- Acquiring COVID-19 will limit the individual’s ability to receive ongoing care or services vital to their well-being and survival; OR
- Providing adequate and timely COVID care will be particularly challenging as a result of the individual’s disability.
Additional Medical Conditions
Based on what we know at this time, those with the following conditions might be at an increased risk of severe illness from the virus that causes COVID-19; therefore they are also eligible for COVID-19 vaccine:
- Asthma (moderate-to-severe)
- Cerebrovascular disease (affects blood vessels and blood supply to the brain)
- Cystic fibrosis
- Hypertension or high blood pressure
- Immunocompromised state (weakened immune system) from blood or bone marrow transplant, immune deficiencies, HIV, use of corticosteroids, or use of other immune weakening medicines
- Neurologic conditions, such as dementia
- Liver disease
- Overweight (BMI > 25 kg/m2, but < 30 kg/m2)
- Obese (BMI > 30 kg/m2, but < 40 kg/m2)
- Pulmonary fibrosis (having damaged or scarred lung tissues)
- Thalassemia (a type of blood disorder)
- Type 1 diabetes mellitus
- Congregate residential settings, such as an
incarceration/detention facilities, homeless shelters, or
behavioral health facilities
- Includes people experiencing homelessness, who may transition into congregate settings at short notice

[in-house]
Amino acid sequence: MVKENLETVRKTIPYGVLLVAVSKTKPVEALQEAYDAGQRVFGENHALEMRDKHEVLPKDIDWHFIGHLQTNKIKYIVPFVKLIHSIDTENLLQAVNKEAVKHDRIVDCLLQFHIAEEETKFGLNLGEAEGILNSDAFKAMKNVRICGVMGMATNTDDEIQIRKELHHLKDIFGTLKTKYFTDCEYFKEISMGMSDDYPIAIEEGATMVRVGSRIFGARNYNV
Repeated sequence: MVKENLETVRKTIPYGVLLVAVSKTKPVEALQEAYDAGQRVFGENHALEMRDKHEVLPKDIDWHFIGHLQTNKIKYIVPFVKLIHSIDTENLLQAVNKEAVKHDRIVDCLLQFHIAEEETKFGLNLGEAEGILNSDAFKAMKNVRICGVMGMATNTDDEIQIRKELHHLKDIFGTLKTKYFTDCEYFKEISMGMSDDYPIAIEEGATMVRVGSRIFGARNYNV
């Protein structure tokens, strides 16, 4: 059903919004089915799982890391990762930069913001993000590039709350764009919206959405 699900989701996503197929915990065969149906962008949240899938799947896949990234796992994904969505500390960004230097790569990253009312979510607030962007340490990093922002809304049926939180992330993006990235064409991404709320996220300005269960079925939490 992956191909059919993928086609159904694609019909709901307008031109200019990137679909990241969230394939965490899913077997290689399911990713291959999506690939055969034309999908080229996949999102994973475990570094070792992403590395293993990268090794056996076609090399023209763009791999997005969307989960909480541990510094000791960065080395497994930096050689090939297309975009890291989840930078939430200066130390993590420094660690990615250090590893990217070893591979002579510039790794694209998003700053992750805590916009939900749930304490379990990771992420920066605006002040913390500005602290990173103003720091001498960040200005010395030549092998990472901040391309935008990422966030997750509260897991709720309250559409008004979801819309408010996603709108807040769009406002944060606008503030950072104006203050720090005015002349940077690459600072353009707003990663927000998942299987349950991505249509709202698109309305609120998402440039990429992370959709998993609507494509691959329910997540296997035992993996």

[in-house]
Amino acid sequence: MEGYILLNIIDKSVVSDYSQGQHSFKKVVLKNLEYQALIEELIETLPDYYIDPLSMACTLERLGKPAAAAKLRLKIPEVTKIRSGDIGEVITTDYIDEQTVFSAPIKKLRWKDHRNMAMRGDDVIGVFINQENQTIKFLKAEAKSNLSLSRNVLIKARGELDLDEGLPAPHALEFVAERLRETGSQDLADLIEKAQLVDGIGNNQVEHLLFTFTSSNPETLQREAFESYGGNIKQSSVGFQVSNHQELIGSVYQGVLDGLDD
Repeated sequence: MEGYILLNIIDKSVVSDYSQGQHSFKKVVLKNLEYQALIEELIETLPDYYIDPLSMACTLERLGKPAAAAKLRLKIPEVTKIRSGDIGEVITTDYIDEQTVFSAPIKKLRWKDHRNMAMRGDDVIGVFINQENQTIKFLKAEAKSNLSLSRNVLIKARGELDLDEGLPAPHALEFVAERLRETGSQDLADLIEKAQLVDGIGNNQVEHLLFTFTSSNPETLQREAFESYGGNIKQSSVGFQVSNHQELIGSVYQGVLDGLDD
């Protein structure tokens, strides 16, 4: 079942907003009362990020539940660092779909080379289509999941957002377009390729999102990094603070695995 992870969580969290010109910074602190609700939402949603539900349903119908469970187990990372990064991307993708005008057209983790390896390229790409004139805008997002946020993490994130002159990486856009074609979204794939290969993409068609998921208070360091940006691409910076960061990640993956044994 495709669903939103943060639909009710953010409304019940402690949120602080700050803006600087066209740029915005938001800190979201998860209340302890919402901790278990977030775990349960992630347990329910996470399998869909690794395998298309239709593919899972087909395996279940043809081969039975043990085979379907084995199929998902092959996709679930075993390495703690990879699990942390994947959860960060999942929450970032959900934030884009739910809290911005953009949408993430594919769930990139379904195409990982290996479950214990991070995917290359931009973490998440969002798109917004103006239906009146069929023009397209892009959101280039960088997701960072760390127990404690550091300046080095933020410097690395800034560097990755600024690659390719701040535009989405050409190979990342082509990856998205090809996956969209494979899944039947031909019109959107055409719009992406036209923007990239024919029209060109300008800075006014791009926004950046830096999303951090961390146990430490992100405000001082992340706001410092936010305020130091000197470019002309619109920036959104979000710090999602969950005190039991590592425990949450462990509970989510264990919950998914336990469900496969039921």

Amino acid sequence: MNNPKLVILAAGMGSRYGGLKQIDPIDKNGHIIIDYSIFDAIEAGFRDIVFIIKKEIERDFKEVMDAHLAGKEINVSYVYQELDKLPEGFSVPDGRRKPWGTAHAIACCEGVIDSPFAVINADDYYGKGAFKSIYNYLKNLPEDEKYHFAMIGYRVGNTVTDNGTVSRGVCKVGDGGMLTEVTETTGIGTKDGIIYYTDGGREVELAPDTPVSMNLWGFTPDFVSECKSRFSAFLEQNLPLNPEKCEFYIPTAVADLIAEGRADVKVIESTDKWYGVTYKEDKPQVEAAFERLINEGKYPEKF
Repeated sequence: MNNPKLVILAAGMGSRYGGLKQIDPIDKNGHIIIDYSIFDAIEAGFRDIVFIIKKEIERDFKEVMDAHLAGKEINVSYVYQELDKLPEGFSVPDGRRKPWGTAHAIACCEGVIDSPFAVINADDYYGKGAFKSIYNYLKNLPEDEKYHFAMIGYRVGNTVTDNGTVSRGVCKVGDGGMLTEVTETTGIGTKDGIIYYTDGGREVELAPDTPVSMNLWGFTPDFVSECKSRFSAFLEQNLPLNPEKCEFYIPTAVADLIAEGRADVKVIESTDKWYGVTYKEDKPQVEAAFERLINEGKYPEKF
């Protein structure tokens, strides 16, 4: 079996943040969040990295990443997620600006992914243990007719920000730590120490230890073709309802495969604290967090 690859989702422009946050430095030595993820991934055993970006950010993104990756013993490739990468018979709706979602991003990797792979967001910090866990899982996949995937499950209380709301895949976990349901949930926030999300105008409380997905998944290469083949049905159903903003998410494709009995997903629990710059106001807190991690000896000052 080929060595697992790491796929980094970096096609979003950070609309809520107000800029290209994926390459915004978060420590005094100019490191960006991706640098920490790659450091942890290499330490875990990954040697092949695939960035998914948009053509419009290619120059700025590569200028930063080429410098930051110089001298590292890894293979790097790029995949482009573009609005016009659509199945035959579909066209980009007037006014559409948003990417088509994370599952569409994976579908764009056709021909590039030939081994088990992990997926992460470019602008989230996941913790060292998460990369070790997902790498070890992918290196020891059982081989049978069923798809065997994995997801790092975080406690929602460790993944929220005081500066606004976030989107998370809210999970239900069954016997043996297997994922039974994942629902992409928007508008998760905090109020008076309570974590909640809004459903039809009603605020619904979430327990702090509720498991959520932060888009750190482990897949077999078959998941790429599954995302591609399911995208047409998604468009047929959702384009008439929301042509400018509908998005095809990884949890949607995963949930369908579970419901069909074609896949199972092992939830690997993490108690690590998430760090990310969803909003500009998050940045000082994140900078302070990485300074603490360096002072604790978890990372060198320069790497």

- Public transit workers, including airport workers for commercial airlines (but not private airplanes)
- General population 50 years of age and older - as of April 1, 2021
- General population 16 years of age and older - as of April 15, 2021
- U.S. citizens living in Baja California - as of May 6, 2021
- General population 12 years of age and older - as of May 13, 2021
Distribution was based upon phases determined by Centers for Disease Control and Prevention (CDC) Advisory Committee on Immunization Practices (ACIP) and tiers approved by CDPH. Subject to change pending vaccine supply and local recommendations.
**Examples include: all enrolled consumers of Regional Centers, Independent Living Centers, In Home Supportive Services, Community Based Adult Services/Adult Day Health Centers, Medi-Cal HIV/AIDS Waiver, Medi-Cal Home and Community-Based Alternatives Waiver, Medi-Cal Assisted Living Waiver, Program of All-Inclusive Care for the Elderly, California Children’s Services Program (if the child is 16-21 years old), and California Genetically Handicapped Persons Program.
1No correctional facility hospitals exist within San Diego
2Laboratory workers must either work in a CLIA licensed laboratory or be conducting research with SARS-CoV-2.